Whilst wandering around the woodland garden on a grey autumn day I spotted an area of bare soil just underneath some shrubs that looked as if it could do with some brightening up. It is always quite difficult to fill some of the overlooked areas with stunning seasonal detail, but I instantly thought the perfect plant to give the area a refreshing lift is Cyclamen. It is a woodland classic, a compact and elegant perennial ideal for growing in dappled shade, under trees, shrubs, a ferny corner or in containers to add a zing to your garden when little else is in flower.
Cyclamen is a genus of over 20 perennials grown from corms that lay dormant over the summer months, waiting for the rains of autumn for them to burst in to life again. Both Cyclamen hederifolium and Cyclamen coum are wonderful, hardy, ground cover varieties. Both have RHS AGM awards (Award of Garden Merit). AGM is the RHS (Royal Horticultural Society) seal of approval that the plant perform reliably in the garden.
Cyclamen hederifolium is the earlier flowering plant. Also known as the Ivy-leaved cyclamen. Its delicate white, pink or ruby pink flowers on leafless stalks appearing in August and September, the leaves follow the flowers. The intricate marbled pattern on the hederifolium leaves ensure that every plant is unique. Even after the flowers have gone, its foliage is still a joy to behold.
Cyclamen coum flower later, normally from January to March, however they have been known to flower as early as October. The flower colour of Cyclamen coum can vary from white, through all shades of pink and purple. Its leaves are a dark green kidney shape and often silver and white marked.
Once pollinated the flowers fade and each rapidly form a seedpod, the stalk of the cyclamen then corkscrews around it and swells. Once the seedpod is ready the stalk relaxes, the seedpod splits spilling its seeds a little way from the mother plant. These seeds are cunningly covered in a sweet sticky substance that attracts birds and insects who then carry the seeds elsewhere….nature is very clever. Birds will eat the seeds and then they are re-distributed through their droppings, whereas insects such as ants will carry them away to a safe place, eat the sugars and leave the seed to germinate.
In general, Cyclamen like partial shade and fairly well drained reasonably fertile soil. Although they will tolerate sun. They do not like being planted too deep, aim for the top of the corms to be just under soil level. Autumn is a good time for planting before the ground frosts start. Dig a hole wide enough for the corm and about 5-10 cm deep, position the corm into the hole with the top side facing upwards, cover with soil and water thoroughly. They will need occasional watering in the first autumn, but after that, once the corm has established they should get all they need from nature.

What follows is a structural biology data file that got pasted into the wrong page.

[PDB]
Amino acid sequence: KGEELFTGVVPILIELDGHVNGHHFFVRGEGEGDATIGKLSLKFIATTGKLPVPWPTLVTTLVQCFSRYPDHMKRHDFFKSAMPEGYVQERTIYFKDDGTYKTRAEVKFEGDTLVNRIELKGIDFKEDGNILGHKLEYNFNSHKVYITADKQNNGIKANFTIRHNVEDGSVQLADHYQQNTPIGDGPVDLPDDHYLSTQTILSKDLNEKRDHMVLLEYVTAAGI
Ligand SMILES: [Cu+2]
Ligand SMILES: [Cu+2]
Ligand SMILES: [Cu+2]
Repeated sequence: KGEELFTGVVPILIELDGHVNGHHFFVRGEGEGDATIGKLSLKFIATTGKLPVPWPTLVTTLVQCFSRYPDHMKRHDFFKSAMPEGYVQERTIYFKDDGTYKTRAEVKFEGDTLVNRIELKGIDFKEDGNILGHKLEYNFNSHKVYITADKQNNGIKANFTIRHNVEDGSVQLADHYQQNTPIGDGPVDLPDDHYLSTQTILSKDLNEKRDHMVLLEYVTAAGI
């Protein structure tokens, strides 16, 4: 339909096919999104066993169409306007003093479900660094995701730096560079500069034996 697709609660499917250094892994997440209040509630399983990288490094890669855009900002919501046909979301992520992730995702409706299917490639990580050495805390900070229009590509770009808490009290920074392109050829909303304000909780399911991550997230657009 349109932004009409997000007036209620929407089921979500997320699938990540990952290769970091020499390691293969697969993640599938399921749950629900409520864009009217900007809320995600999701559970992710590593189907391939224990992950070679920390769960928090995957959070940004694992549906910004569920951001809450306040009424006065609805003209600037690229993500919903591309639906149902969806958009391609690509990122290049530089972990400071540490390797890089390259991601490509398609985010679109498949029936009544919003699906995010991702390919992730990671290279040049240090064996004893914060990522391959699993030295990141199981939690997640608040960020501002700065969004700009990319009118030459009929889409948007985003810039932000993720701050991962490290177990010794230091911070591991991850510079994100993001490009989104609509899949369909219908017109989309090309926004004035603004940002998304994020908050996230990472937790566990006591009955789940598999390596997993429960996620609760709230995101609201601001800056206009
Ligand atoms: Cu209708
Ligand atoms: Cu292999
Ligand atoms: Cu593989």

The best way is to just let nature get on with it as the Cyclamen has developed a very nifty way to ensure that its seed is distributed efficiently. The wonderful drifts of Cyclamen seen in the wild is testament to this. They can only be propagated by seed and just sprinkling it may not work as the ants and birds are likely to move them to other locations. But if you want to propagate yourself it is best to harvest the seed pod and sow the seeds as soon as possible after they ripen in seed trays. Place John Innes seed compost with about 10% mix of Perlite into a seed tray or shallow pan. Thinly sow the seed on top of the compost and perlite mix and cover with a thin layer (1cm) of horticultural grit. Place the container outside and keep in a shady place, ensuring that the compost remains moist. Some seedling should start to appear after a couple of months, however some may take much longer, even up to a year. Keep the young plants in the trays for a second year to allow the corms to develop and then they can be planted when dormant between May and August.
The only real pest of Cyclamen is vine weevil, especially those grown in pots. Vine weevil can be treated with a biological control of Nematodes. Nematodes are microscopic worms that feed and multiply inside the vine weevil larvae causing death.